Music and the Gospel: “Scars To Your Beautiful,” Alessia Cara, 2nd Sunday of Lent

This week’s Spirit tackles our ideas of self-image and beauty. High school can be a difficult time. A lot of personal and social changes are taking place; we’re constantly trying to fit in and fit an image of who we think we should be and who people will accept. Trying to live up to these expectations can make us act in ways that aren’t in our best interests. Alessia Cara’s song “Scars To Your Beautiful” is a song that reminds us that we’re all beautiful regardless of who might say otherwise.

Key Lyrics: But there’s a hope that’s waiting for you in the dark / You should know you’re beautiful just the way you are / And you don’t have to change a thing, the world could change its heart / No scars to your beautiful, we’re stars and we’re beautiful

Questions: What is your idea of perfection? How are your self-expectations different from social expectations? When have these expectations come into conflict? How did you handle it?

Music and the Gospel: “Chasing Shadows,” Santigold, 1st Sunday of Lent

Santigold says that her song “Chasing Shadows” is about being “caught in the web we spin around ourselves…as quickly as we reach our goals, our gaze shifts to those still looming…we judge ourselves harshly for not being further ont he path” (Pitchfork). High school is a stressful time. Our own expectations and the expectations of those around us put the weight of the world on our shoulders. It’s important to recognize when we need to slow down, when we or someone around us might not be making the best decisions, whether it’s about grades, relationships, or even physical health.

Key Lyrics: Maybe I won’t get it wrong, no patience for myself / Only this is ideas come old, I’m living on the shelf / I will follow in thinkin’ the long way if my standards hold up

Questions: What expectations do you have for yourself? What expectations do others have for you? Which expectations influence the way you make decisions? How do you balance these expectations?

Rich in Faith

The Second Reading for Sunday, September 9th:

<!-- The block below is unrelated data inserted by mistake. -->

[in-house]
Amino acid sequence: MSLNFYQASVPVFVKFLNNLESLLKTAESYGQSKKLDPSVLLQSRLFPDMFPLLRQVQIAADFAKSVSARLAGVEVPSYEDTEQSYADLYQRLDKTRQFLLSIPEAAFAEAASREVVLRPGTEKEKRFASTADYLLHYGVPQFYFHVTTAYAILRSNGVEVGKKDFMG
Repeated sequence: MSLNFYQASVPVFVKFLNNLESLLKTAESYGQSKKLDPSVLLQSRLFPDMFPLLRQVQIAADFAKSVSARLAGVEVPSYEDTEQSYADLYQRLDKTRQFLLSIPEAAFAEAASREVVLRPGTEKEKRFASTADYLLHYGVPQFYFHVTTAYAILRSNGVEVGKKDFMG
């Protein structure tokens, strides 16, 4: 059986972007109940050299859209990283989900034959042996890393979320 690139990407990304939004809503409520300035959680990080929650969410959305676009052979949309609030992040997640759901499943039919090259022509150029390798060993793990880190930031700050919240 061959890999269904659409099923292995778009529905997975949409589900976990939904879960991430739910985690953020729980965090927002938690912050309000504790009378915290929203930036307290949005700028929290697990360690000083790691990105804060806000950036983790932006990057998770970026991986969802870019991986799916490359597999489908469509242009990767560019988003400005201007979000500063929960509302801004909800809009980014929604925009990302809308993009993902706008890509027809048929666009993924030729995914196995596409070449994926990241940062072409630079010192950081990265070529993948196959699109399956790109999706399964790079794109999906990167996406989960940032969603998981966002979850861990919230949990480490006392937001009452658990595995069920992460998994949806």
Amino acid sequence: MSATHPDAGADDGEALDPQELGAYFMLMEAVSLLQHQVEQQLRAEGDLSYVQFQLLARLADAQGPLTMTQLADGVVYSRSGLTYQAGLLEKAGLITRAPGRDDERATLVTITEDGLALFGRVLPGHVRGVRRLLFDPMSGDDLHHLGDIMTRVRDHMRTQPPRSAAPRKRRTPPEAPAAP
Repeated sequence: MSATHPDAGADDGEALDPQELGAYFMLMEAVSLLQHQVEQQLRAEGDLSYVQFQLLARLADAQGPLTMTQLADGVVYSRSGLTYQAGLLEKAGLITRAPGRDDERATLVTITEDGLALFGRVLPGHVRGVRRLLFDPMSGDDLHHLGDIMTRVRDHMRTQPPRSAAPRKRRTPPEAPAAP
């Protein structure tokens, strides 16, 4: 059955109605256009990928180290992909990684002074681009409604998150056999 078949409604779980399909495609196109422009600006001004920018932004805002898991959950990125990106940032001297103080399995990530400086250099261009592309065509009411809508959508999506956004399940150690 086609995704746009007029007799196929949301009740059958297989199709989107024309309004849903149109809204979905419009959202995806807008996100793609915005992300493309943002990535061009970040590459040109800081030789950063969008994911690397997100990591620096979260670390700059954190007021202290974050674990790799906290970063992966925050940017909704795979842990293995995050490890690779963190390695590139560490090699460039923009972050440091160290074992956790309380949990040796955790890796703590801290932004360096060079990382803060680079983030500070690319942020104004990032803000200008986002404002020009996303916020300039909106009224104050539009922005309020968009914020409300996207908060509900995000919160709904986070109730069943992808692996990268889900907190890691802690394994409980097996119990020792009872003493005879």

My brothers and sisters, show no partiality

as you adhere to the faith in our glorious Lord Jesus Christ.
For if a man with gold rings and fine clothes
comes into your assembly,
and a poor person in shabby clothes also comes in,
and you pay attention to the one wearing the fine clothes
and say, “Sit here, please, ”
while you say to the poor one, “Stand there, ” or “Sit at my feet, ”
have you not made distinctions among yourselves
and become judges with evil designs?

Listen, my beloved brothers and sisters.
Did not God choose those who are poor in the world
to be rich in faith and heirs of the kingdom
that he promised to those who love him?

James 2:1-5

What a perfect reminder to start the school year off right! There is a lot of pressure in school to look right, and looking right costs money. Every year, a new group of students enters the building, each being judged quickly and effectively for what she or he looks like on the outside. Students admit to spending a great deal of time and money on their appearance, especially early in the fall when their reputations have not yet been determined by their peers. In almost every school setting I have been in, there are students in “gold rings and fine clothes,” and there are students in “shabby clothes.” These two groups of students are often treated differently by other students and even by teachers. The last school I taught in had uniforms, but socio-economic class could still be easily distinguished by things like shoes, backpacks, accessories and phones.

This reading adds a whole new spiritual weight to our lunchroom experience. Saying, “Sit here,” to a friend and telling others to “Sit at my feet,” marks us as judges with evil designs. Those are pretty strong words that we can take as a challenge this school year. If you accept this reading as a challenge for you this year, however, being conscious of your own personal prejudices and inclusivity could be a powerful spiritual practice, a way to live out your faith every day.